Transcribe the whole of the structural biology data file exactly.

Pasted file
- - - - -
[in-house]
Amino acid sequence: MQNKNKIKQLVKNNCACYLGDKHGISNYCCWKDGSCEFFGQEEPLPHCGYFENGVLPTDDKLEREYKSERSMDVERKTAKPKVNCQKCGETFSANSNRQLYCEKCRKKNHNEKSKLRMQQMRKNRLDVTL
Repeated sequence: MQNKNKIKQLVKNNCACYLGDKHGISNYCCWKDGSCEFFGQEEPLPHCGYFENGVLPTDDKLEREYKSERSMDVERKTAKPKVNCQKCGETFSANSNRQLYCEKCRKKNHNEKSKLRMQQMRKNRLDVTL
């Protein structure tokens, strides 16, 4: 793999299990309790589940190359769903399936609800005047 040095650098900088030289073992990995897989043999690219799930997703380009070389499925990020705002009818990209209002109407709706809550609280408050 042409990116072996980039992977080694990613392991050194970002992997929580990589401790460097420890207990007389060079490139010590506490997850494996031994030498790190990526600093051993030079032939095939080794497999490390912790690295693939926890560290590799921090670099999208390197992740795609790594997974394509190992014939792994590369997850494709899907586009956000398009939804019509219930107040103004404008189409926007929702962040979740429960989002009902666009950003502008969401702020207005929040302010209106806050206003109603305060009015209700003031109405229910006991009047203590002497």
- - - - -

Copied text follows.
[in-house]
Amino acid sequence: MQNKNKIKQLVKNNCACYLGDKHGISNYCCWKDGSCEFFGQEEPLPHCGYFENGVLPTDDKLEREYKSERSMDVERKTAKPKVNCQKCGETFSANSNRQLYCEKCRKKNHNEKSKLRMQQMRKNRLDVTL
Repeated sequence: MQNKNKIKQLVKNNCACYLGDKHGISNYCCWKDGSCEFFGQEEPLPHCGYFENGVLPTDDKLEREYKSERSMDVERKTAKPKVNCQKCGETFSANSNRQLYCEKCRKKNHNEKSKLRMQQMRKNRLDVTL
């Protein structure tokens, strides 16, 4: 793999299990309790589940190359769903399936609800005047 040095650098900088030289073992990995897989043999690219799930997703380009070389499925990020705002009818990209209002109407709706809550609280408050 042409990116072996980039992977080694990613392991050194970002992997929580990589401790460097420890207990007389060079490139010590506490997850494996031994030498790190990526600093051993030079032939095939080794497999490390912790690295693939926890560290590799921090670099999208390197992740795609790594997974394509190992014939792994590369997850494709899907586009956000398009939804019509219930107040103004404008189409926007929702962040979740429960989002009902666009950003502008969401702020207005929040302010209106806050206003109603305060009015209700003031109405229910006991009047203590002497």